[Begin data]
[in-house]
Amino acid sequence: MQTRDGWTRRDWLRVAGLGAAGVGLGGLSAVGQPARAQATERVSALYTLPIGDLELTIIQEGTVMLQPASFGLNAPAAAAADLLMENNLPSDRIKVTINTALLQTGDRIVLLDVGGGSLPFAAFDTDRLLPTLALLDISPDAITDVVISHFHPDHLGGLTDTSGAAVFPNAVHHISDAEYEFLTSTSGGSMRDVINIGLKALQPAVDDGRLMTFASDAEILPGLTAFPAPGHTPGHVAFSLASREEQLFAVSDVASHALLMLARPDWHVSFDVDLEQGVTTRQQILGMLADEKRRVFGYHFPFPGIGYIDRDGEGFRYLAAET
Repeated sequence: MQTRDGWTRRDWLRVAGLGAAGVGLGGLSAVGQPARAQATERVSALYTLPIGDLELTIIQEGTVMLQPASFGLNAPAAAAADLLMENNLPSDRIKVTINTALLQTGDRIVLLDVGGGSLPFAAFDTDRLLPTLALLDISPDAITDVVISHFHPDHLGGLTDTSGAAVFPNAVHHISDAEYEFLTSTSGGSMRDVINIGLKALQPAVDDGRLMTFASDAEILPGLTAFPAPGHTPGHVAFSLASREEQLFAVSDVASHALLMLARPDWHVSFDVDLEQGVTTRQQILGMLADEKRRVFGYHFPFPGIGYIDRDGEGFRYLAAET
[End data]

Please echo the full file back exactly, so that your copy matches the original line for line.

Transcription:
[in-house]
Amino acid sequence: MQTRDGWTRRDWLRVAGLGAAGVGLGGLSAVGQPARAQATERVSALYTLPIGDLELTIIQEGTVMLQPASFGLNAPAAAAADLLMENNLPSDRIKVTINTALLQTGDRIVLLDVGGGSLPFAAFDTDRLLPTLALLDISPDAITDVVISHFHPDHLGGLTDTSGAAVFPNAVHHISDAEYEFLTSTSGGSMRDVINIGLKALQPAVDDGRLMTFASDAEILPGLTAFPAPGHTPGHVAFSLASREEQLFAVSDVASHALLMLARPDWHVSFDVDLEQGVTTRQQILGMLADEKRRVFGYHFPFPGIGYIDRDGEGFRYLAAET
Repeated sequence: MQTRDGWTRRDWLRVAGLGAAGVGLGGLSAVGQPARAQATERVSALYTLPIGDLELTIIQEGTVMLQPASFGLNAPAAAAADLLMENNLPSDRIKVTINTALLQTGDRIVLLDVGGGSLPFAAFDTDRLLPTLALLDISPDAITDVVISHFHPDHLGGLTDTSGAAVFPNAVHHISDAEYEFLTSTSGGSMRDVINIGLKALQPAVDDGRLMTFASDAEILPGLTAFPAPGHTPGHVAFSLASREEQLFAVSDVASHALLMLARPDWHVSFDVDLEQGVTTRQQILGMLADEKRRVFGYHFPFPGIGYIDRDGEGFRYLAAET